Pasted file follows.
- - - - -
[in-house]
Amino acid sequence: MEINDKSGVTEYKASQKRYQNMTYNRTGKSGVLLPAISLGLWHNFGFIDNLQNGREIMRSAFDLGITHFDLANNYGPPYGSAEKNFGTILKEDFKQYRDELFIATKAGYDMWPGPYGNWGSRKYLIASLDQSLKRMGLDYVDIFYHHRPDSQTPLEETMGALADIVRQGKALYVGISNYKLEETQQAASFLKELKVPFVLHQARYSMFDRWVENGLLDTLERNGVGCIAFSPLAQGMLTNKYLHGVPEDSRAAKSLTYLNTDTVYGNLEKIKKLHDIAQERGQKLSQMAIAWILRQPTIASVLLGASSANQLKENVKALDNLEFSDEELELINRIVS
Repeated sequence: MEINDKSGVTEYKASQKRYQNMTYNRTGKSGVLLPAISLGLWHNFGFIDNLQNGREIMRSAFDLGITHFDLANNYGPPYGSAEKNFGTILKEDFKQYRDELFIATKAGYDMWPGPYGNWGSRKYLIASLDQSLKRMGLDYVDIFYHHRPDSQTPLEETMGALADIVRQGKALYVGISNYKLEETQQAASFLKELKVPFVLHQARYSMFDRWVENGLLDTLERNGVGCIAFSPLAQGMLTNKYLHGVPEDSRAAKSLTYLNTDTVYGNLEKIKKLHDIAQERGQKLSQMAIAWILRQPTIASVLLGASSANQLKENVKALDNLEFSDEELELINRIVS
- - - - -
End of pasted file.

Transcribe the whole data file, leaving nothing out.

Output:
[in-house]
Amino acid sequence: MEINDKSGVTEYKASQKRYQNMTYNRTGKSGVLLPAISLGLWHNFGFIDNLQNGREIMRSAFDLGITHFDLANNYGPPYGSAEKNFGTILKEDFKQYRDELFIATKAGYDMWPGPYGNWGSRKYLIASLDQSLKRMGLDYVDIFYHHRPDSQTPLEETMGALADIVRQGKALYVGISNYKLEETQQAASFLKELKVPFVLHQARYSMFDRWVENGLLDTLERNGVGCIAFSPLAQGMLTNKYLHGVPEDSRAAKSLTYLNTDTVYGNLEKIKKLHDIAQERGQKLSQMAIAWILRQPTIASVLLGASSANQLKENVKALDNLEFSDEELELINRIVS
Repeated sequence: MEINDKSGVTEYKASQKRYQNMTYNRTGKSGVLLPAISLGLWHNFGFIDNLQNGREIMRSAFDLGITHFDLANNYGPPYGSAEKNFGTILKEDFKQYRDELFIATKAGYDMWPGPYGNWGSRKYLIASLDQSLKRMGLDYVDIFYHHRPDSQTPLEETMGALADIVRQGKALYVGISNYKLEETQQAASFLKELKVPFVLHQARYSMFDRWVENGLLDTLERNGVGCIAFSPLAQGMLTNKYLHGVPEDSRAAKSLTYLNTDTVYGNLEKIKKLHDIAQERGQKLSQMAIAWILRQPTIASVLLGASSANQLKENVKALDNLEFSDEELELINRIVS